Kazan’s one-more-round attitude for this fist to fist challenge is blatantly grant.
Kazan’s one-more-round attitude for this fist to fist challenge is blatantly grant. It defines cinema at its finest. All the genres, from drama to thriller and from romance to politics, the tone fluctuates like never before and still remains persistent like always before. The conversations between Brando and Marie Saint does spark romance. The anticipated qualifications for the equations to move forward as the story enfolds ought to be convincing and is delivered thoroughly in here with gripping screenplay. One of the primary strength of the feature is its ferocious pace, leaping from one sequence to another, each moment is a pure delight.
Blending it all in, the huge cast, high pitched dramatic sequences, complex relationship, morality conflicts and a vital message, all wrapped up in an envelope, this is as cinematic as the cinema can be. And since it fiddles with multiple characters, it has to and does offer each of them a moment to stand alone and factor in effectively. The priest, the antagonist and the protagonist, each of them has something to say and Kazan gives them the stage an actor always aspires for. Brando as a troubled complex guy seeking his voice fabricates his performance with power and vulnerability to appear more human and welcoming host to its audience.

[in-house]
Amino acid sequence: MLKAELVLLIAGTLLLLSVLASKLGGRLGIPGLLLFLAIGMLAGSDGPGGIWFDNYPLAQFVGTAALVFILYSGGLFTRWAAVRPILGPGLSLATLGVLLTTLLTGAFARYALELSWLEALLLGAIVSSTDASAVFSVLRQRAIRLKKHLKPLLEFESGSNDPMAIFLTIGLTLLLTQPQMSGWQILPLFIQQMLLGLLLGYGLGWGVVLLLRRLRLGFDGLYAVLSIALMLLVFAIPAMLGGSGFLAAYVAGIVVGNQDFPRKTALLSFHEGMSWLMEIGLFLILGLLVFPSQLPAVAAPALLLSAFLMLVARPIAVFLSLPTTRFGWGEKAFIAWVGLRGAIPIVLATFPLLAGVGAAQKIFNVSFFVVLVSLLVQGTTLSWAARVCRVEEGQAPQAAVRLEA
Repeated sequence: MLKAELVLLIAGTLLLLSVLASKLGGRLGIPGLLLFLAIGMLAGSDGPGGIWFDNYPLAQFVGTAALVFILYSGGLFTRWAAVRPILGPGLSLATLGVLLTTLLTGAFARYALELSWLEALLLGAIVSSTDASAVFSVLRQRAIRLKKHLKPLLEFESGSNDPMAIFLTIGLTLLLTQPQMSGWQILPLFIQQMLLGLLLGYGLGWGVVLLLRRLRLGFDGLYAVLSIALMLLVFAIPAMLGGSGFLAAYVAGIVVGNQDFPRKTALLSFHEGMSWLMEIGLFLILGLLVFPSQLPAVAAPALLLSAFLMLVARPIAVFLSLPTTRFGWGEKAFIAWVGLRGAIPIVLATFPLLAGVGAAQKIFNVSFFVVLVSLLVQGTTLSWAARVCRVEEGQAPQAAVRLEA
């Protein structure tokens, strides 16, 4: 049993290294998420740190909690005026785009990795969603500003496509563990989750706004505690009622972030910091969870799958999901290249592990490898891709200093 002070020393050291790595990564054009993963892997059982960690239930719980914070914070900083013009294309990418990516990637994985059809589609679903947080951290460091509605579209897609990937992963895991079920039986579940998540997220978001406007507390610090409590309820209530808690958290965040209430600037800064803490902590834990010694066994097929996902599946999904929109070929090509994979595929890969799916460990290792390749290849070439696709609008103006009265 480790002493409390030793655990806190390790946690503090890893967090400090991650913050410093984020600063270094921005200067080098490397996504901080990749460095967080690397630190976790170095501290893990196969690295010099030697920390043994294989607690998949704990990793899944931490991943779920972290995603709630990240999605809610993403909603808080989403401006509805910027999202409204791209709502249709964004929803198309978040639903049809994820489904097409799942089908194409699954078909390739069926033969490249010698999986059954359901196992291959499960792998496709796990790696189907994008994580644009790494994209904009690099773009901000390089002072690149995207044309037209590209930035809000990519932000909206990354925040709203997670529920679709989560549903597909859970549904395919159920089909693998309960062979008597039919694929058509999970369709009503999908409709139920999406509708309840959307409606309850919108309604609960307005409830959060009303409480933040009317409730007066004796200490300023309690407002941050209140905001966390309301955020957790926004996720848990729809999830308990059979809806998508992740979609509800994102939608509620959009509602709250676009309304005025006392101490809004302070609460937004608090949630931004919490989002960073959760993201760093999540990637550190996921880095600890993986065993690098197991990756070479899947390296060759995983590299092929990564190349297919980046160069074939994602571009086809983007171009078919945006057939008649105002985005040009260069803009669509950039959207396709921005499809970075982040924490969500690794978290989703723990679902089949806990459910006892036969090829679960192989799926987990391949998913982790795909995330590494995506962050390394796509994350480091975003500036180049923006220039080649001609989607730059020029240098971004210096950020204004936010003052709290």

It is definitely one of the best performance of his life and supporting him all the way is a great cast like Malden as a bratty king with the crown and Marie Saint as the love affair and the inner voice of Brando. Kazan’s neat and clean vision of street gangster’s is more lethal than Scorsese’s in here. On The Waterfront is clearly a film ahead of its time and it has managed to keep us busy and electrified even after decades.